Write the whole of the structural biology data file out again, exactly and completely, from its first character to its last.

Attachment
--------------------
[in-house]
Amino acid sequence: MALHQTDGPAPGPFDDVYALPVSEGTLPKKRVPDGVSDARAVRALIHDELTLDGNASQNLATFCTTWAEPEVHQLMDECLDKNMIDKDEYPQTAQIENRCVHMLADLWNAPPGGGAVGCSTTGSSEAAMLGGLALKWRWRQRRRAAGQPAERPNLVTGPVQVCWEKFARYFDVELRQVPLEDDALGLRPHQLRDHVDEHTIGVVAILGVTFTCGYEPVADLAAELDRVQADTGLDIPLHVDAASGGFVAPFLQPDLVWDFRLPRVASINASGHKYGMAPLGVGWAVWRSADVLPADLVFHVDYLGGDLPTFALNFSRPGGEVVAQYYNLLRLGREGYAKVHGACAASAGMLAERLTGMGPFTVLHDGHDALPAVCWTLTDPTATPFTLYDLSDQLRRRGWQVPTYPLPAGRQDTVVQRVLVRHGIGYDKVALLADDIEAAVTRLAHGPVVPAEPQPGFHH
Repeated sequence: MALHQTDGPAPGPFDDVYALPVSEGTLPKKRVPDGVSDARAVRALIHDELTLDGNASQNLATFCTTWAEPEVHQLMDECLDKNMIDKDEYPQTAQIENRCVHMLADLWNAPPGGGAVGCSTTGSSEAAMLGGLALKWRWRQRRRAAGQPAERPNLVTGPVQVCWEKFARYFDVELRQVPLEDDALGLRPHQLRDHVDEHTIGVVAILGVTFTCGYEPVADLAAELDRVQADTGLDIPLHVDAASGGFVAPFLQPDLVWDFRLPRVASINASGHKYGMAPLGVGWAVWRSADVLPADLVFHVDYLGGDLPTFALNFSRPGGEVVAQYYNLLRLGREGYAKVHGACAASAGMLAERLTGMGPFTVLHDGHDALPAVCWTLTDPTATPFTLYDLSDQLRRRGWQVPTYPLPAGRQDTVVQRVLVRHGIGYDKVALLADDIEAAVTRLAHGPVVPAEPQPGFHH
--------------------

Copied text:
[in-house]
Amino acid sequence: MALHQTDGPAPGPFDDVYALPVSEGTLPKKRVPDGVSDARAVRALIHDELTLDGNASQNLATFCTTWAEPEVHQLMDECLDKNMIDKDEYPQTAQIENRCVHMLADLWNAPPGGGAVGCSTTGSSEAAMLGGLALKWRWRQRRRAAGQPAERPNLVTGPVQVCWEKFARYFDVELRQVPLEDDALGLRPHQLRDHVDEHTIGVVAILGVTFTCGYEPVADLAAELDRVQADTGLDIPLHVDAASGGFVAPFLQPDLVWDFRLPRVASINASGHKYGMAPLGVGWAVWRSADVLPADLVFHVDYLGGDLPTFALNFSRPGGEVVAQYYNLLRLGREGYAKVHGACAASAGMLAERLTGMGPFTVLHDGHDALPAVCWTLTDPTATPFTLYDLSDQLRRRGWQVPTYPLPAGRQDTVVQRVLVRHGIGYDKVALLADDIEAAVTRLAHGPVVPAEPQPGFHH
Repeated sequence: MALHQTDGPAPGPFDDVYALPVSEGTLPKKRVPDGVSDARAVRALIHDELTLDGNASQNLATFCTTWAEPEVHQLMDECLDKNMIDKDEYPQTAQIENRCVHMLADLWNAPPGGGAVGCSTTGSSEAAMLGGLALKWRWRQRRRAAGQPAERPNLVTGPVQVCWEKFARYFDVELRQVPLEDDALGLRPHQLRDHVDEHTIGVVAILGVTFTCGYEPVADLAAELDRVQADTGLDIPLHVDAASGGFVAPFLQPDLVWDFRLPRVASINASGHKYGMAPLGVGWAVWRSADVLPADLVFHVDYLGGDLPTFALNFSRPGGEVVAQYYNLLRLGREGYAKVHGACAASAGMLAERLTGMGPFTVLHDGHDALPAVCWTLTDPTATPFTLYDLSDQLRRRGWQVPTYPLPAGRQDTVVQRVLVRHGIGYDKVALLADDIEAAVTRLAHGPVVPAEPQPGFHH